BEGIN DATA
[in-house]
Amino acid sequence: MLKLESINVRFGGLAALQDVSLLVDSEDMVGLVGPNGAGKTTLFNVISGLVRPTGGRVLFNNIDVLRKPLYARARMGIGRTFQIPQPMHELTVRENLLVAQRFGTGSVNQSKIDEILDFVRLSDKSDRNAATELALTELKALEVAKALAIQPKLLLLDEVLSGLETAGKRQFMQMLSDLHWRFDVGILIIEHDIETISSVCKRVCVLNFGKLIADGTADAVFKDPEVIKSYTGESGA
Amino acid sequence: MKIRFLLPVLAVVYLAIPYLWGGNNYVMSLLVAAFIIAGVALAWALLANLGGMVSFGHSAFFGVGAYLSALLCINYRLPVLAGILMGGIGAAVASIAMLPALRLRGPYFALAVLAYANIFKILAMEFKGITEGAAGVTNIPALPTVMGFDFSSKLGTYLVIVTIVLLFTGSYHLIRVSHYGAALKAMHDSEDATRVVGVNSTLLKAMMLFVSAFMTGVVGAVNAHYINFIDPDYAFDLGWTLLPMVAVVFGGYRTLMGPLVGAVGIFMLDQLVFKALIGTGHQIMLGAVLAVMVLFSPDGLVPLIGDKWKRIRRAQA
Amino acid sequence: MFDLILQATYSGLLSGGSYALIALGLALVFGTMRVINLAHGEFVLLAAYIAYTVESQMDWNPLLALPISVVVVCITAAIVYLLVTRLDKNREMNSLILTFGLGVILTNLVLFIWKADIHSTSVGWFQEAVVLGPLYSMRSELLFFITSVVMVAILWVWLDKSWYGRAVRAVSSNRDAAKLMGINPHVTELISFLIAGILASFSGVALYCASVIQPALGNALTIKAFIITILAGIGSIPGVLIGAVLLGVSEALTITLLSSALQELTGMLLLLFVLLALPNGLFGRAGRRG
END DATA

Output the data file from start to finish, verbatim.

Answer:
[in-house]
Amino acid sequence: MLKLESINVRFGGLAALQDVSLLVDSEDMVGLVGPNGAGKTTLFNVISGLVRPTGGRVLFNNIDVLRKPLYARARMGIGRTFQIPQPMHELTVRENLLVAQRFGTGSVNQSKIDEILDFVRLSDKSDRNAATELALTELKALEVAKALAIQPKLLLLDEVLSGLETAGKRQFMQMLSDLHWRFDVGILIIEHDIETISSVCKRVCVLNFGKLIADGTADAVFKDPEVIKSYTGESGA
Amino acid sequence: MKIRFLLPVLAVVYLAIPYLWGGNNYVMSLLVAAFIIAGVALAWALLANLGGMVSFGHSAFFGVGAYLSALLCINYRLPVLAGILMGGIGAAVASIAMLPALRLRGPYFALAVLAYANIFKILAMEFKGITEGAAGVTNIPALPTVMGFDFSSKLGTYLVIVTIVLLFTGSYHLIRVSHYGAALKAMHDSEDATRVVGVNSTLLKAMMLFVSAFMTGVVGAVNAHYINFIDPDYAFDLGWTLLPMVAVVFGGYRTLMGPLVGAVGIFMLDQLVFKALIGTGHQIMLGAVLAVMVLFSPDGLVPLIGDKWKRIRRAQA
Amino acid sequence: MFDLILQATYSGLLSGGSYALIALGLALVFGTMRVINLAHGEFVLLAAYIAYTVESQMDWNPLLALPISVVVVCITAAIVYLLVTRLDKNREMNSLILTFGLGVILTNLVLFIWKADIHSTSVGWFQEAVVLGPLYSMRSELLFFITSVVMVAILWVWLDKSWYGRAVRAVSSNRDAAKLMGINPHVTELISFLIAGILASFSGVALYCASVIQPALGNALTIKAFIITILAGIGSIPGVLIGAVLLGVSEALTITLLSSALQELTGMLLLLFVLLALPNGLFGRAGRRG